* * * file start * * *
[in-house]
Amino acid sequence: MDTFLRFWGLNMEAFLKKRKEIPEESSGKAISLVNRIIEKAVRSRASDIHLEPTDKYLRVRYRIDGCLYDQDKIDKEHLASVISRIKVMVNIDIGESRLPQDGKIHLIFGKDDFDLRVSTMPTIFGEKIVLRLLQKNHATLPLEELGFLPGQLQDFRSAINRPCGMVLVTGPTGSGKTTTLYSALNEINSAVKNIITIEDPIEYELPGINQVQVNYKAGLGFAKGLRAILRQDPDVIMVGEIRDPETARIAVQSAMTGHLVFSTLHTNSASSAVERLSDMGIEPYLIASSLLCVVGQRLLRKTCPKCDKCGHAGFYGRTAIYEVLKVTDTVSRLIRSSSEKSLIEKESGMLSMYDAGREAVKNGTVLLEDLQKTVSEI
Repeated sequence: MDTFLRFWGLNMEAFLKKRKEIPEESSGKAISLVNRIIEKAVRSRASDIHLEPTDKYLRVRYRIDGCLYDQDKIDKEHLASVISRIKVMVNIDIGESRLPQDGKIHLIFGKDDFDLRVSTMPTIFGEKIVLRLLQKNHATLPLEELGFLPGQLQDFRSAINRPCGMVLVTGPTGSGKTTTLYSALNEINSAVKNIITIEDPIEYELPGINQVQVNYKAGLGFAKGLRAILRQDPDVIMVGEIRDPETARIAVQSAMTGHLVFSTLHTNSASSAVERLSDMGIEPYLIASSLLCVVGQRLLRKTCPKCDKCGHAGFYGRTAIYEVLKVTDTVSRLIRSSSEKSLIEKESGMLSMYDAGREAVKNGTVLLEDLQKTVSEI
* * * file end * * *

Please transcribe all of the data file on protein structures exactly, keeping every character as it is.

[in-house]
Amino acid sequence: MDTFLRFWGLNMEAFLKKRKEIPEESSGKAISLVNRIIEKAVRSRASDIHLEPTDKYLRVRYRIDGCLYDQDKIDKEHLASVISRIKVMVNIDIGESRLPQDGKIHLIFGKDDFDLRVSTMPTIFGEKIVLRLLQKNHATLPLEELGFLPGQLQDFRSAINRPCGMVLVTGPTGSGKTTTLYSALNEINSAVKNIITIEDPIEYELPGINQVQVNYKAGLGFAKGLRAILRQDPDVIMVGEIRDPETARIAVQSAMTGHLVFSTLHTNSASSAVERLSDMGIEPYLIASSLLCVVGQRLLRKTCPKCDKCGHAGFYGRTAIYEVLKVTDTVSRLIRSSSEKSLIEKESGMLSMYDAGREAVKNGTVLLEDLQKTVSEI
Repeated sequence: MDTFLRFWGLNMEAFLKKRKEIPEESSGKAISLVNRIIEKAVRSRASDIHLEPTDKYLRVRYRIDGCLYDQDKIDKEHLASVISRIKVMVNIDIGESRLPQDGKIHLIFGKDDFDLRVSTMPTIFGEKIVLRLLQKNHATLPLEELGFLPGQLQDFRSAINRPCGMVLVTGPTGSGKTTTLYSALNEINSAVKNIITIEDPIEYELPGINQVQVNYKAGLGFAKGLRAILRQDPDVIMVGEIRDPETARIAVQSAMTGHLVFSTLHTNSASSAVERLSDMGIEPYLIASSLLCVVGQRLLRKTCPKCDKCGHAGFYGRTAIYEVLKVTDTVSRLIRSSSEKSLIEKESGMLSMYDAGREAVKNGTVLLEDLQKTVSEI